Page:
Navalny ally Leonid Volkov announces ‘break from public activities’ over signed letter asking to lift sanctions against several Russian oligarchs

Head of Russia’s Anti-Corruption Foundation Leonid Volkov has announced that he would be taking a break from his “public socio-political activities in the capacity of the chairman of the board of the ACF International Foundation”, as per his official Telegram channel.

“In October 2022, I signed the following letter and sent it to the office of Josep Borrell. This letter was a big political mistake. Even worse, having signed it, I exceeded my authority — I didn’t sign it on behalf of myself, but on behalf of the organisation. I didn’t let my colleagues know [about my decision] and, consequently, I let them down,” Volkov writes.

Yesterday, 8 March, former editor-in-chief of Echo of Moscow Alexey Venediktov posted a letter asking to lift sanctions against Alfa Group leaders that was addressed to President of the European Commission Ursula von der Leyen and the EU Foreign Affairs High Representative Josep Borrell. However, this letter is dated February 2023.

The letter names Russian oligarchs Mikhail Fridman, Petr Aven, Alexey Kuzmichev, and German Khan. The authors of the letter ask to lift sanctions against the billionaires, their argument being that the businessmen are not connected to the government and also invest a lot of money into the Ukrainian economy.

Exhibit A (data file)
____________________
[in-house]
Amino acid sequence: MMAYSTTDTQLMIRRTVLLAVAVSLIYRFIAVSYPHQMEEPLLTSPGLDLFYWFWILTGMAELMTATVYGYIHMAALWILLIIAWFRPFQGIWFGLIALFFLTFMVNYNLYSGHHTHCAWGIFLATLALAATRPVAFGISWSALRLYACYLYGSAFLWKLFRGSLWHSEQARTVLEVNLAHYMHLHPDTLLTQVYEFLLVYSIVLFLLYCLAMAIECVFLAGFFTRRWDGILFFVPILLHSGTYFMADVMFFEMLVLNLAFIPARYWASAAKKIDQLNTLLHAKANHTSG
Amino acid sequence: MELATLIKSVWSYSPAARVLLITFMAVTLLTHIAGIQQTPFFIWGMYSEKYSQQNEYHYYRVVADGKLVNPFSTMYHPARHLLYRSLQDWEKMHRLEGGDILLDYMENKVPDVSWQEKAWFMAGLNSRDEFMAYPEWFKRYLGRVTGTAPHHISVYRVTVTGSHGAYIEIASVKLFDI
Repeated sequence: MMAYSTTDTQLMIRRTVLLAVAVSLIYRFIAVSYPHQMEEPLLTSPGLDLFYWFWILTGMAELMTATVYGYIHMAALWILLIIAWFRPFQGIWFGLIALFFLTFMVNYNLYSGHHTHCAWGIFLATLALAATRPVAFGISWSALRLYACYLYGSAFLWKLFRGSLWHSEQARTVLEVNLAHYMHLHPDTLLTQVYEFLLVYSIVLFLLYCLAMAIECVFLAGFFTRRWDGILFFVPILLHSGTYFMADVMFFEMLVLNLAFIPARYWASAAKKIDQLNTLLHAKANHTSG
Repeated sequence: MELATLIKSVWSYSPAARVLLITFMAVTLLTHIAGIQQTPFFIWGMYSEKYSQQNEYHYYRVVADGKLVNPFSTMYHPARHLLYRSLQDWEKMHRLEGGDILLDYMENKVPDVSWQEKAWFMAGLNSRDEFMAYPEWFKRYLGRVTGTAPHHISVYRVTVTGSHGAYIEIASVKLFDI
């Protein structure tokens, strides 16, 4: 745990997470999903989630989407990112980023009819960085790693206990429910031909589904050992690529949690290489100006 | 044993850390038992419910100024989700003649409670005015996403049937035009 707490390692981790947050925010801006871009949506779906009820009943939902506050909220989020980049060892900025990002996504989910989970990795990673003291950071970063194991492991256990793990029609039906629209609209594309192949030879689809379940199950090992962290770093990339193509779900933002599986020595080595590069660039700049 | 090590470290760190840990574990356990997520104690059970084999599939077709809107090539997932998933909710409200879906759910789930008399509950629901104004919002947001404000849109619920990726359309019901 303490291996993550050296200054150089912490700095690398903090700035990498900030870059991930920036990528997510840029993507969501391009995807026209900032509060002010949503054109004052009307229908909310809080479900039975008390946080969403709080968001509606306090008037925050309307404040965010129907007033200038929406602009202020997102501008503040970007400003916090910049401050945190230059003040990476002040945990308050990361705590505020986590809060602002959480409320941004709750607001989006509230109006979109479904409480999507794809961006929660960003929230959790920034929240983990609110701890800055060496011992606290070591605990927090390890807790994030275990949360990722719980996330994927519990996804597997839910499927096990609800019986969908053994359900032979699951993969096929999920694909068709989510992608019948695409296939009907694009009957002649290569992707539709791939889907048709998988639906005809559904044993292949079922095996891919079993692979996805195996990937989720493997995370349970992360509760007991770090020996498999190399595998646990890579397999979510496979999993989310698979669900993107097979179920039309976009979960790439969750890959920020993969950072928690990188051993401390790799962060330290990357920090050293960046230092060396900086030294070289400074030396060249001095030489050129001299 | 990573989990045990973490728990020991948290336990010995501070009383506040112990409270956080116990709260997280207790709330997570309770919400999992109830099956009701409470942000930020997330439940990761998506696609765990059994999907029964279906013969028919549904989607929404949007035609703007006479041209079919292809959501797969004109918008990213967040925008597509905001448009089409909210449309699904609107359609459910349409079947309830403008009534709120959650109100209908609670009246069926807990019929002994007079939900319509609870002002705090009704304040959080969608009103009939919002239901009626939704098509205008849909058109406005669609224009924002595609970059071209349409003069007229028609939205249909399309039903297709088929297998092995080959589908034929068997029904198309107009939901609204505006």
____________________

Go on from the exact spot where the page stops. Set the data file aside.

Aside from Volkov, the document was signed by TV Rain founder Natalia Sindeeva and co-founder Vera Krichevskaya, former Vice Prime Minister of Russia Alfred Kokh, opposition politician Leonid Gozman, journalists Sergey Parkhomenko and Leonid Parfyonov, businessman Yevgeny Chichvarkin, and economist Vladislav Inozemtsev.

The letter published by Venediktov is dated February 2023. The letter posted by Volkov in his statement has a similar message as the one posted by Veneditkov. However, the only signature on the letter posted by Volkov is his.

According to Volkov, the letter was meant to create division among Russian elites, however, he was wrong. He apologised to his colleagues, supporters, and opposition politician Alexey Navalny, founder of the Anti-Corruption Foundation.

Initially, Volkov refused to confirm the authenticity of the document posted by Venediktov. “I didn’t sign the letter posted by Venediktov, my signature has been photoshopped. How and why Venediktov ended up with this letter in this form — I don’t know,” he previously tweeted. In his statement about taking a break, he repeated this sentiment, stating that he did not agree to his signature being used in the February letter.

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